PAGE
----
To see how climate change is already devastating fragile ecosystems, look no further than the eastern Mediterranean.
Climate change is driving mollusks extinct in the eastern Mediterranean
If you want to see how climate change is already devastating fragile ecosystems, look no further than the eastern Mediterranean.
Many native species of marine flora and fauna on the coastline of Israel, one of the hottest areas in the Mediterranean Sea, are nearing their the very limits of their tolerance to increasing water temperatures. In fact, say experts at the University of Vienna in Austria, many of them can no longer cope with rising temperatures and are going extinct as a result.
“We predict that, as [the] climate warms, this native biodiversity collapse will intensify and expand geographically, counteracted only by Indo-Pacific species entering from the Suez Canal [in Egypt],” the experts warn in a new study published by the Royal Society in the United Kingdom.
The international team of researchers, led by Paolo G. Albano, an expert at the the University of Vienna’s Department of Paleontology, surveyed the extinction rate of native marine mollusks, which include snails, clams and mussels, along Israel’s coastline. They then compared the current populations of these marine creatures with their historical diversity by examining deposits of their empty shells on the seafloor.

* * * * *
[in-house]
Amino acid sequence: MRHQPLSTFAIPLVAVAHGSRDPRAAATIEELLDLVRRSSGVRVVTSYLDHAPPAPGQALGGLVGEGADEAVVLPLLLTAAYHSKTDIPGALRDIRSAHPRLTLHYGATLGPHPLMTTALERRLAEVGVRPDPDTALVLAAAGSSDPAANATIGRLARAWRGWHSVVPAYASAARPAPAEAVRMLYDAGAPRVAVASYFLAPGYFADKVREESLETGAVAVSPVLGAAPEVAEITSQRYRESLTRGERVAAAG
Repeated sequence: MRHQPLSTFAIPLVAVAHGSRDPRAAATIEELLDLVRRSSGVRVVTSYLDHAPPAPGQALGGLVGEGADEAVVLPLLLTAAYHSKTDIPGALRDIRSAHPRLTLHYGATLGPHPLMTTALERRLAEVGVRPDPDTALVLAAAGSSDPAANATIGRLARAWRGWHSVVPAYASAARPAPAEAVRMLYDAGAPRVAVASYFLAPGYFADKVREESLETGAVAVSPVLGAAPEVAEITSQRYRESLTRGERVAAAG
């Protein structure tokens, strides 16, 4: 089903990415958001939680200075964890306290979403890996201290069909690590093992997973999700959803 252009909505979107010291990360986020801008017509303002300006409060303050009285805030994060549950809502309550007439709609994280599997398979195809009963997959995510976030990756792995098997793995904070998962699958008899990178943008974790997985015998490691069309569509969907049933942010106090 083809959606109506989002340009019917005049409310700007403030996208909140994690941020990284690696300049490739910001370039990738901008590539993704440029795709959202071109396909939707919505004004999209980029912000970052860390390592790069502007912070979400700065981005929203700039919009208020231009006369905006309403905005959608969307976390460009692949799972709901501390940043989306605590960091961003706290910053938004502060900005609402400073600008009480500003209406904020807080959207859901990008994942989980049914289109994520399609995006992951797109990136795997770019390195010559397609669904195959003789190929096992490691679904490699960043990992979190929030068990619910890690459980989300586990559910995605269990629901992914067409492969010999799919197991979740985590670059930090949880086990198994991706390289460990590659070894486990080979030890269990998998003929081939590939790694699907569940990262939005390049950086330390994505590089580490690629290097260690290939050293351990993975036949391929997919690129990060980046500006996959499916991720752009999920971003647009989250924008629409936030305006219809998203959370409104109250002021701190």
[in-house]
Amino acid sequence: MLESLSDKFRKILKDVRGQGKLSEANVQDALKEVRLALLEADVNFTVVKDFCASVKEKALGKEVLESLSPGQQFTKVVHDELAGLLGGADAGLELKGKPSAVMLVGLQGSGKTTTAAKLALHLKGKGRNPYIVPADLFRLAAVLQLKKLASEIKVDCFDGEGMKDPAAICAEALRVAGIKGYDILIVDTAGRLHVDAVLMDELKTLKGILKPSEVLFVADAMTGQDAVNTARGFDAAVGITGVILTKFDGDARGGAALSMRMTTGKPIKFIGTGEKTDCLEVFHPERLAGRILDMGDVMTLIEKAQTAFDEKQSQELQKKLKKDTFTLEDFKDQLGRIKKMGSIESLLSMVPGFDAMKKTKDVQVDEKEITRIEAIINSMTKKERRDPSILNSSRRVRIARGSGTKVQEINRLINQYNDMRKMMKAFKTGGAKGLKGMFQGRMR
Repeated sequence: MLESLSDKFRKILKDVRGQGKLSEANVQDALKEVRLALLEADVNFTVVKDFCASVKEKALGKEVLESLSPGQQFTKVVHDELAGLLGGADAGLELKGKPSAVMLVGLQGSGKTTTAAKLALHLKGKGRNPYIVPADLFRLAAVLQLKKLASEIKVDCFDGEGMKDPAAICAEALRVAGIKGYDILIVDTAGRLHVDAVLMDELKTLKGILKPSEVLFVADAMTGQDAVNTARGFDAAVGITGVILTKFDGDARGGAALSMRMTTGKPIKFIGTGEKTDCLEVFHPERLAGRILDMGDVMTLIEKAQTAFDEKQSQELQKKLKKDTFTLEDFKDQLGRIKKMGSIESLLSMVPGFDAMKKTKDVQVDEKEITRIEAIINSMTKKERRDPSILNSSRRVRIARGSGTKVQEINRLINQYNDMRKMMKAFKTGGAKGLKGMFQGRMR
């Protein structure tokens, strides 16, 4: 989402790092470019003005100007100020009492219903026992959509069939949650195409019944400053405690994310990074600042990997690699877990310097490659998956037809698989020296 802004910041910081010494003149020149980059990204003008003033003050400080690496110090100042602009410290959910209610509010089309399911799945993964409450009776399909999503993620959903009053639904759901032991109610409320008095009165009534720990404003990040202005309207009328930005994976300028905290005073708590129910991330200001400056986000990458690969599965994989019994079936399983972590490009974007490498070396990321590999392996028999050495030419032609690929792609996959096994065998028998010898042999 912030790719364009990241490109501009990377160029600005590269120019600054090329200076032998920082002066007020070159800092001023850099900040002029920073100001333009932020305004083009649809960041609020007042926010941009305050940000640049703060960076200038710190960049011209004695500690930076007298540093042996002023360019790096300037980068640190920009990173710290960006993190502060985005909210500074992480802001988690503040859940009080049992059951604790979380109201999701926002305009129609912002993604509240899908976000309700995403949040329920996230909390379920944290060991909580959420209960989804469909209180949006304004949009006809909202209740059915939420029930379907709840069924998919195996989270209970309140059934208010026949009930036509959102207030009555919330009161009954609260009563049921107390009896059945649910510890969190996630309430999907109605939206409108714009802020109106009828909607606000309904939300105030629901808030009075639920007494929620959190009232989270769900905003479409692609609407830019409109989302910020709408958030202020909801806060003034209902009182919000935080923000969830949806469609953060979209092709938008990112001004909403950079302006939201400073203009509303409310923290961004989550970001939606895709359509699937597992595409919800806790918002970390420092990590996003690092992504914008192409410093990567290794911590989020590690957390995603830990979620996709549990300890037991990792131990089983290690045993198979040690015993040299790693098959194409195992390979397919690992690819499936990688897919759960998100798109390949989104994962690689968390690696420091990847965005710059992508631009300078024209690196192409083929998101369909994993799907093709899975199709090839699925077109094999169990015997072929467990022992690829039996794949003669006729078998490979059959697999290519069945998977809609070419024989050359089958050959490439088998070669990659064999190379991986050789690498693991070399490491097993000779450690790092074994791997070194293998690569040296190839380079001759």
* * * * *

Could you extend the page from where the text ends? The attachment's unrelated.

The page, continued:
What they found was a marked drop in the numbers of mollusks in the last few decades. Those at scuba diving depths have been affected the most as the researchers could not find any living individuals of as many as 95% of the species whose shells are present in the sediments.
Worse: most of the species that have managed to survive are unable to grow large enough to reproduce, which is “a clear sign that the biodiversity collapse will further continue,” according to Albano.
At the same time, tropical species that have been entering the area from the Suez Canal are now thriving in the warm waters in the Eastern Mediterranean a the expense of native species. “They occur in large populations and their individuals are fully fit to reproduce,” the scientists report.
“For anyone accustomed to snorkel or dive in the Mediterranean, the underwater scenario in Israel is unrecognizable: the most common species are missing, while in contrast tropical species are everywhere,” Albano summarizes.
And as the sea water will continue to warm, a further collapse of native biodiversity collapse will inevitably follow in the area and elsewhere around the eastern Mediterranean region. “Only intertidal organisms, which are to some extent pre-adapted to temperature extremes, and habitats in deeper water, where the temperature is markedly lower, will continue to persist – at least for some time,” the scientists say.
The only hope for much of native biodiversity of the Mediterranean Sea region at large lies in our continued effort to curb carbon emissions so as to keep climate change in check, the scientists explain.
“[T]he future is dim unless we immediately act to reduce our carbon emissions and to protect marine habitats from other pressures which contribute to biodiversity loss,” Albano stresses. “The changes that already occurred in the warmest areas of the Mediterranean may not be reversible, but we would be able to save large parts of the rest of the basin.”